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The Cat Calendar Which Is Making the Russian Orthodox Church Go Viral

Cats plus bearded Russian clerics is the winning combination for 2016 calendars

Originally appeared at Global Voice

You’ve probably never seen cats and the Russian Orthodox church so up close and cuddly together. A group of Christian enthusiasts has released a photo calendar where the 12 months of the upcoming year are illustrated with images of Orthodox priests posing with their cats. The “Priest + Cat” calendar published by Artos, an association of Christian artists, is aimed at promoting “modern Orthodox culture” in Russia.

While the latest issue of the famous Pirelli Calendar might have signaled a cultural shift (by foregoing its usual provocative nudes), “Priest + Cat” seems to challenge the very idea of traditional Orthodox calendars, usually picturing saints and icons—so it’s no wonder that it has gone viral immediately.

The bearded smiling clerics in long robes were captured in intimate photos with their felines by photographer Anna Galperina in their homes, on cozy sofas with cushions or sunlit benches. 2016 will start off with archpriest Oleg Batov and his cat Apelsin, and Mr. February—archpriest Pyotr Dynnikov who runs an animal shelter—is photographed with his two pets, Angola and Vasik.

As the project coordinator, journalist Xenia Loutchenko of Pravmir religious news website, says, “Priest + Cat” could be considered the combination Russian Orthodox answer to the annual Italian Calendario Romano, featuring young and handsome Catholic priests, and the I gatti di Roma calendar with Rome’s cats.

Loutchenko says the casting process for the calendar was spontaneous, with the priests bringing their own felines along for the ride: “It was whoever had a cat and was ready to pose for a photo.” The journalist insists that the calendar is not officially supported by the Russian Orthodox Church, and was inspired by a photography book about the everyday lives of Russian clergy.

“I don't see a big sin here,” Russian Orthodox Church spokesman, the Very Reverend Archpriest Vsevolod Chaplin said, reacting to the calendar recently. “Priests have cats, cats have priests, sometimes cats even live in a church. I wouldn't put such a calendar up on my wall though.”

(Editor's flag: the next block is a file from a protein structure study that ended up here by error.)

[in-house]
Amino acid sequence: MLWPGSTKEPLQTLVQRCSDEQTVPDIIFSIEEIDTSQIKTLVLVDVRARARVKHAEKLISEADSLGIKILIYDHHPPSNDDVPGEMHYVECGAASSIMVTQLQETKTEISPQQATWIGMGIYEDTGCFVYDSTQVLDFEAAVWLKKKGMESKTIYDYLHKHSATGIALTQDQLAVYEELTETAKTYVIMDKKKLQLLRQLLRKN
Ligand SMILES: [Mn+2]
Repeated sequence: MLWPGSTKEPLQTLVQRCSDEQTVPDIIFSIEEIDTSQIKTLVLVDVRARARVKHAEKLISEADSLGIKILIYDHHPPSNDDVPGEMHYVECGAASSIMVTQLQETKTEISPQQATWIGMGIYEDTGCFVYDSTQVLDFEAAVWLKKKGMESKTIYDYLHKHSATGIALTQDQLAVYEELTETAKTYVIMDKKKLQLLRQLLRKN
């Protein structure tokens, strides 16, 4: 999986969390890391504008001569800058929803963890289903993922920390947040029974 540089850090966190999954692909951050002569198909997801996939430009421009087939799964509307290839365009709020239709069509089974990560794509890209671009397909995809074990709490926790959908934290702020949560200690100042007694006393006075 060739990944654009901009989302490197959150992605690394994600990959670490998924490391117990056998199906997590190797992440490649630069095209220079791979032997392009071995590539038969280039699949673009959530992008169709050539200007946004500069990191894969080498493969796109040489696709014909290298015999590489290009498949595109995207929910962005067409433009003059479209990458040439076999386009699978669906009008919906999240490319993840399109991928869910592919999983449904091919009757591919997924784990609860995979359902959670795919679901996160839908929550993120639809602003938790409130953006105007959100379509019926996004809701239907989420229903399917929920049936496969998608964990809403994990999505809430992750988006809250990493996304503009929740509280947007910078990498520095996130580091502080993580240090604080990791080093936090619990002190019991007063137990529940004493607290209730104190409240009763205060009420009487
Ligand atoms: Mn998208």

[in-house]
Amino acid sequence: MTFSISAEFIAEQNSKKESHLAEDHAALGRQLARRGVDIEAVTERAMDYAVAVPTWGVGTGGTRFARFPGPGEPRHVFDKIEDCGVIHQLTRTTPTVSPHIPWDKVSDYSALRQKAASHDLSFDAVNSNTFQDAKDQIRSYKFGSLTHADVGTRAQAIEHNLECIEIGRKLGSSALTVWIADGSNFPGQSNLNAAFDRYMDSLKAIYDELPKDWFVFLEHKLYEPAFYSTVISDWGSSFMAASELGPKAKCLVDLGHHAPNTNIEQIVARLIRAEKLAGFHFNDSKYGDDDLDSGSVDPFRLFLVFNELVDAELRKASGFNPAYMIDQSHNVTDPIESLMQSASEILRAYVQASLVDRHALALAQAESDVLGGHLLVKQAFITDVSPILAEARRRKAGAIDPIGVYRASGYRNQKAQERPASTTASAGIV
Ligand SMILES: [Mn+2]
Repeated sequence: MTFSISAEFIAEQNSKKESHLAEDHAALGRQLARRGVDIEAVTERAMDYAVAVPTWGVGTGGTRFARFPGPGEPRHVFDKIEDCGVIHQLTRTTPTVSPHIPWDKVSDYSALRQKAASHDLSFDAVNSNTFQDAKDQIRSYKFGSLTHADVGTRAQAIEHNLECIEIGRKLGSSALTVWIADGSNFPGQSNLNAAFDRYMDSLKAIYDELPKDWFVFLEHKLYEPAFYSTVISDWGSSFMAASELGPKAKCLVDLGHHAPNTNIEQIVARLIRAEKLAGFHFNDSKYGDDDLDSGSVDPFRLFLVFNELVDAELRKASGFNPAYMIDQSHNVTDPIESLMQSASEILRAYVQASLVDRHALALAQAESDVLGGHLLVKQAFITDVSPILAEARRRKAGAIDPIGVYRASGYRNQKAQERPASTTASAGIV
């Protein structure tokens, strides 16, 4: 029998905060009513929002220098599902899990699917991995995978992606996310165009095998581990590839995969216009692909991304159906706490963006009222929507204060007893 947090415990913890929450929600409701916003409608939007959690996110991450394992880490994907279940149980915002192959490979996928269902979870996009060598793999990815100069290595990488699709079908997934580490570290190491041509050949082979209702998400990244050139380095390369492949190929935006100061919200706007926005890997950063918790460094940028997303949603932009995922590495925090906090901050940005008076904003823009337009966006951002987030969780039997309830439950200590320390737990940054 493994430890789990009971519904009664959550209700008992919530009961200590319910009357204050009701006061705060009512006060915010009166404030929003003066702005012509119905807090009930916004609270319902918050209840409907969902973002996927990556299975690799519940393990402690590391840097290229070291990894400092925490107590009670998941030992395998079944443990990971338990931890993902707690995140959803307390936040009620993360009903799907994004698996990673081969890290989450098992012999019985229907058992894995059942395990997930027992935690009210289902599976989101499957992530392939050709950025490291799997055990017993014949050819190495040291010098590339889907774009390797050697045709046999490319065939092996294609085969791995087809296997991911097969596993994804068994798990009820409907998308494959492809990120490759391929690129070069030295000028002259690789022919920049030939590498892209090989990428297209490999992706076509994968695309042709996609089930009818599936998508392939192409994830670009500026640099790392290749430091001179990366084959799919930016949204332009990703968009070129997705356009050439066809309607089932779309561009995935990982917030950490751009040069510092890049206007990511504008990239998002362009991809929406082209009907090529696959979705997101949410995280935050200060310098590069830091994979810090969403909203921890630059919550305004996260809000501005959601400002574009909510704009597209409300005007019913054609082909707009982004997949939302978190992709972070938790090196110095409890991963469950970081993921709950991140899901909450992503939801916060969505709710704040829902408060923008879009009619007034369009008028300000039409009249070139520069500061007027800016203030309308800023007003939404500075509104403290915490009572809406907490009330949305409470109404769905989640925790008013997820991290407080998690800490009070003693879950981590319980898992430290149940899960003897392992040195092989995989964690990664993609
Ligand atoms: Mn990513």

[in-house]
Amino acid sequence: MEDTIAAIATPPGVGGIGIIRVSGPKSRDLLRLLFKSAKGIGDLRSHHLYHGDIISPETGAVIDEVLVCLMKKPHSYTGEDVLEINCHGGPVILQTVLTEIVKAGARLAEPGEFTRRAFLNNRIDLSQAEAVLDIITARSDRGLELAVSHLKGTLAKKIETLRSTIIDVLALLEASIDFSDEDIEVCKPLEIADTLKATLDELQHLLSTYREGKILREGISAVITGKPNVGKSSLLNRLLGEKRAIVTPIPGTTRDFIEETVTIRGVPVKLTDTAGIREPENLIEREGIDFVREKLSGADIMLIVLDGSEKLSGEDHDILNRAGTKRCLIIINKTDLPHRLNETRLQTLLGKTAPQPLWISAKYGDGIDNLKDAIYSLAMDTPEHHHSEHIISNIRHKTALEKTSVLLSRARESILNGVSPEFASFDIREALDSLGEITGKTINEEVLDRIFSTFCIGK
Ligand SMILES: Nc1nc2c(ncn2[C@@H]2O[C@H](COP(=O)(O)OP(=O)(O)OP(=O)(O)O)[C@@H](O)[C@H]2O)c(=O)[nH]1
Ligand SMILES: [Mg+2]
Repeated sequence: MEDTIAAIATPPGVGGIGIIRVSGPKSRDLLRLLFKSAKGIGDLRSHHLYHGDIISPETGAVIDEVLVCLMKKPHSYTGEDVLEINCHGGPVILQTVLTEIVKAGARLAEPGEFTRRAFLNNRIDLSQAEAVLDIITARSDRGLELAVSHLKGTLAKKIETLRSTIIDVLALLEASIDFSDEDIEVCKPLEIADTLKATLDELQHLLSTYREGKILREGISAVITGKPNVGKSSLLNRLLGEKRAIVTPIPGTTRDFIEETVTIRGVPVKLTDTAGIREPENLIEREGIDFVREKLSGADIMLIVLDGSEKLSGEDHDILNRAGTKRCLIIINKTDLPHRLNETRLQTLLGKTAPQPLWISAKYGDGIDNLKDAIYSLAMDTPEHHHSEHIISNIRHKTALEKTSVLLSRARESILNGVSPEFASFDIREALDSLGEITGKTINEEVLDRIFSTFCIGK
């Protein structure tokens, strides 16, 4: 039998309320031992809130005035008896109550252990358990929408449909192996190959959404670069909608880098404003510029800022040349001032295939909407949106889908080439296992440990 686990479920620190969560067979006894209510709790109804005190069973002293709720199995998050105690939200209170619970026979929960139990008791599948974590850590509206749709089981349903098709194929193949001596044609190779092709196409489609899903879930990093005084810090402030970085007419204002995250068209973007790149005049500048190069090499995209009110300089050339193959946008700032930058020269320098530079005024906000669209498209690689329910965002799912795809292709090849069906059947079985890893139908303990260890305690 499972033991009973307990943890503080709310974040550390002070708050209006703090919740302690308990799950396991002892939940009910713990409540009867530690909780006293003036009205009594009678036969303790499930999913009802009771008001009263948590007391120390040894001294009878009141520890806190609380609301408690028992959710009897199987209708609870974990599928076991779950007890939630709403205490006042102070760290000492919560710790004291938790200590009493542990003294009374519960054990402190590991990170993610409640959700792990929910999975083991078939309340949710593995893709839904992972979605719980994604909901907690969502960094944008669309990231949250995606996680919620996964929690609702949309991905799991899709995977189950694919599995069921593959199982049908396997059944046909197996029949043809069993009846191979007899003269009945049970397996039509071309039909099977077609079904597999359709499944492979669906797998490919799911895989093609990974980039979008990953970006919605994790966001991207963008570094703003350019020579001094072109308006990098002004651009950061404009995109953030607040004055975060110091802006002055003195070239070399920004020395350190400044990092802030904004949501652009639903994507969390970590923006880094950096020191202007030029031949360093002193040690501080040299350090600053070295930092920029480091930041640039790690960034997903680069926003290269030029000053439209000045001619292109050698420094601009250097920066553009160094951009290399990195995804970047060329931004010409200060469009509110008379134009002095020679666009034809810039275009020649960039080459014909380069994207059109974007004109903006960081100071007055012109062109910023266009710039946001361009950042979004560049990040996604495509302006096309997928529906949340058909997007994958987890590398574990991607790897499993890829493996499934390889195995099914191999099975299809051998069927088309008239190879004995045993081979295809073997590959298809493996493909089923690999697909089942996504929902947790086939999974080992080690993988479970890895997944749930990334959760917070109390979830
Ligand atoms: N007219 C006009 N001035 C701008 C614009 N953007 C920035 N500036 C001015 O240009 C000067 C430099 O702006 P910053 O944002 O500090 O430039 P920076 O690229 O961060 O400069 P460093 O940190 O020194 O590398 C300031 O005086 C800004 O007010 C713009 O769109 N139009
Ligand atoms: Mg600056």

Some RuNet users seemed to have doubts about the idea of the calendar, questioning the spiritual element of the enterprise.

Oh, I don't know… I somehow got used to the idea that cats, participation in “The Voice,” etc. is secular, and here we see church rank and all that…

While the reaction to the calendar was mostly positive, there were some people who considered the project to be “kitsch.” “I got some comments from those who are far from the Church, like “Nothing can help these priests, their image can't be improved even with cats!” Loutchenko told the Komsomolskaya Pravda newspaper.

Users commenting on the news on the religious website Pravmir, where Loutchenko works, also had varying reactions to the “Priest + Cat” project. One anonymous user wrote:

The portraits are good, the priests are cheerful, but the idea is strange. The priests are not pop stars to be depicted on a calendar. Neither are they close relatives. It is possible that someone orders a calendar featuring their relatives. But this one is a strange enterprise.

User Elena Gatchinskaya countered the criticism, wondering what was so bad about the idea.

What’s the issue here? This is a normal calendar for an upcoming year. The priests will remind you of Christ, and the cats are anti-stress. And they will also remind you of Christ. “Let every breath praise the Lord.” Why do so many people react so negatively?

Yekaterina Kovrigina said she'd take the priests any day over the symbols of the upcoming year, monkeys—such animal calendars usually sell very well in Russia, and the monkey ones have already taken over the printed press kiosks.

Better priests with kitties than those monkeys of all kinds splashed over every newsstand.

The “Priest + Cat” calendar had an initial print run of 1,000 copies but now looks likely to print more. The calendar is now for sale in several churches in Moscow and can also be acquired online.


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